The decision was made for us by those in command decades ago.
Not that we haven’t performed some mighty efforts to fool Mother Nature.
We have diverted rivers to make the desert bloom, from alfalfa in Fallon to fountains gushing in Gomorrah South’s sea of neon. We recently allowed the strip mining of Mount Tenabo, a Nevada peak sacred to the Shoshone. But who cares? We stole their land fair and square centuries ago, didn’t we?
For the past 500 years or so, everything — good, bad and ugly — has been done in worship of the goddess of progress. Apparently, nobody asked toward what?
The nation’s problems appear marginally solvable. Dear Nevada’s, not so much.
We’ve been kidding ourselves, thinking we could turn this fragile desert into sagebrushy ‘burbs with limitless Bermuda grass. We’ve been willing to pay just about any price to prove that we can be as boring as Peoria.
Remember the old saw about “Las Vegas has more churches per capita”? Nobody asked “more than where?” Another urban legend carefully nurtured by a respect-starved cat house.
The Silver State, worse than many others, suffers from the Hollywood cowboy mythology, a religion more popular than any other. Its dogma is simple: You are a rebel, a rugged individual, sitting tall in the saddle, a loner able to survive on no more than can be carried in a stylish leather saddlebag. You can sleep on the ground, laying your head in your saddle with only a thin blanket and the spirit of John Wayne to keep you warm.
Actually, Nevada’s head has always been up its saddle. Heartless casino mogul Steve Wynn gloried in glomming water for his wasteful theme casinos because of the show value of erupting fountains in a desert environment. Good for his wallet. Lousy for the environment.
Las Vegans are now in a race to construct an upstream straw into dwindling Lake Mead before their water pipes run foul with their own downstream sewage. Yes, they use the man-made lake as their toilet. Who says God has no sense of humor?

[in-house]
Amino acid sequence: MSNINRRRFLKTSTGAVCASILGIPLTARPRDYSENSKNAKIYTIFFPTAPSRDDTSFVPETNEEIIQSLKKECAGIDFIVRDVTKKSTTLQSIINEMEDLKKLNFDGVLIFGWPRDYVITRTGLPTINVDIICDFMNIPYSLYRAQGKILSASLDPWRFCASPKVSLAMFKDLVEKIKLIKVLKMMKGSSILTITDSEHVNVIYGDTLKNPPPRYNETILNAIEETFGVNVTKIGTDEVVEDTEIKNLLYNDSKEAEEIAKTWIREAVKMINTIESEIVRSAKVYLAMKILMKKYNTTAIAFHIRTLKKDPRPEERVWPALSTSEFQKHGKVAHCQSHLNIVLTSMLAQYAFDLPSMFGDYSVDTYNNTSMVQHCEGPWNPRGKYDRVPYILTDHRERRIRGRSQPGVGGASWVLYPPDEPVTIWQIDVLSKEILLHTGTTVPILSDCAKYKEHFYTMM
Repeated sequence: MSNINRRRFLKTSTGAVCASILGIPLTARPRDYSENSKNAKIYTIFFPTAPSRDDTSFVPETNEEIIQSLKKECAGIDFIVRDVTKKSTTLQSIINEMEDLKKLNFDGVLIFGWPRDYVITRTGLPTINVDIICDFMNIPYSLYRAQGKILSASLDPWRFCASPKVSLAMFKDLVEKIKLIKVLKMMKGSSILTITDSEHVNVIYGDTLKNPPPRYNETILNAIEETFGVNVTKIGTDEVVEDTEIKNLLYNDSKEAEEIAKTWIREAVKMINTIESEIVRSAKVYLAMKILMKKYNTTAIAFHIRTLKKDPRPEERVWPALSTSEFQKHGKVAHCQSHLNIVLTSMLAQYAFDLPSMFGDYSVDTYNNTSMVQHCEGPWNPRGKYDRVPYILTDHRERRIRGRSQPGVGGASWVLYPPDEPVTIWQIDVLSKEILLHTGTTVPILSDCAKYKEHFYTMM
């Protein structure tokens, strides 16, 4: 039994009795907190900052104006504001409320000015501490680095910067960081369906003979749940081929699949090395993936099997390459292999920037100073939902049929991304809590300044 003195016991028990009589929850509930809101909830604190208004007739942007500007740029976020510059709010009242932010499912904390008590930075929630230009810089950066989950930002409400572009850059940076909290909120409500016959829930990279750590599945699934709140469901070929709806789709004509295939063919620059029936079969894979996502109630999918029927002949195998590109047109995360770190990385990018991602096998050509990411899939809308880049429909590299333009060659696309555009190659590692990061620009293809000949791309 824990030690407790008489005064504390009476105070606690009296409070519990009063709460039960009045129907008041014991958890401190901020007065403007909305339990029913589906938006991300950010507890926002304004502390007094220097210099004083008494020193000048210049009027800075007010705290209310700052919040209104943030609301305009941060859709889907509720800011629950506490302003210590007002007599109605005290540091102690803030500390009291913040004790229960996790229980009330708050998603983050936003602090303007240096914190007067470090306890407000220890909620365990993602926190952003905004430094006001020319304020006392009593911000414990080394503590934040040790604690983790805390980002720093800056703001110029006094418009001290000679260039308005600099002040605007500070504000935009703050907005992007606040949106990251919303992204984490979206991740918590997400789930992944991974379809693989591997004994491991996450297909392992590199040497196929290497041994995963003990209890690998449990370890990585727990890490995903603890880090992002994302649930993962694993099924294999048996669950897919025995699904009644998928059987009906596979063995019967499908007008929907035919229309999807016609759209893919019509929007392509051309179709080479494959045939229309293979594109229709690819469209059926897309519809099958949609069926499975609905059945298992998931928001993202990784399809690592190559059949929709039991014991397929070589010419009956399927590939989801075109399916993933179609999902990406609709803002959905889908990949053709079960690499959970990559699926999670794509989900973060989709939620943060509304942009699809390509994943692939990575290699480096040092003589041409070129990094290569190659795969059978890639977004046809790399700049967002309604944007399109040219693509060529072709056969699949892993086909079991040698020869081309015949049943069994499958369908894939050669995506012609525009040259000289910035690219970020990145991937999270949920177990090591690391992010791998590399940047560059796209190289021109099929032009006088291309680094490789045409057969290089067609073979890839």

Our lust for respectability has made us the most urban state in the nation. About nine in 10 of us live in Clark County or the Sparks-Reno-Carson-Douglas strip. So why not strip water from the rurals? They don’t have the votes to stop us. Ditto with the backward Shoshone who inexplicably object to bulldozers on their lands.
If any place typifies what Dubya and his Dunces once termed “compassionate conservatism,” we live in it. “Doonesbury” creator Garry Trudeau best defined the term: “Compassionate means we care, conservative means you’re on your own.”
I prefer the definition of “conservative” as once espoused by a real one named Travus T. Hipp: It means conserve. Take care of this wonderful place and its people.
Last week, word came from the biennial petting zoo we call a legislature that hope has faded. State services, especially our bottom-of-the-barrel educational system, will be gutted. Apparently no one wants to raise enough tax revenue to bridge the gap.
Our three major employers happen to be exploitive industries — gambling, mining and the federal government.
They take more than they give and we are out of tricks to make up the difference.
The bottom line: People are going to die. Maybe not you or me, but someone we know. Somebody weak or sick or small. The person in dirty clothes we pass on the street and pretend not to see.
They will pass away largely unnoticed because our major newspapers now charge for obituaries. Unless the death of the faceless becomes newsworthy, like a body washed up in the mucky Truckee, the deceased become the equivalent of a tree falling in the forest. It may have made a sound, but nobody noticed. Because nobody has to.
The system was rigged to fail decades ago. We are the compassionate conservative state. You are on your own. May God help you because no one else will here in the macho state of solo souls.
Be well. Raise hell.
Andrew Barbano is a 39-year Nevadan, member of Sparks-based Communications Workers of America Local 9413/AFL-CIO, political action chair and webmaster of NAACP Reno-Sparks Branch 1112, producer of the César Chávez celebration and editor of NevadaLabor.com. As always, his comments are strictly his own. E-mail email@example.com. Barbwire by Barbano has originated in the Tribune since 1988.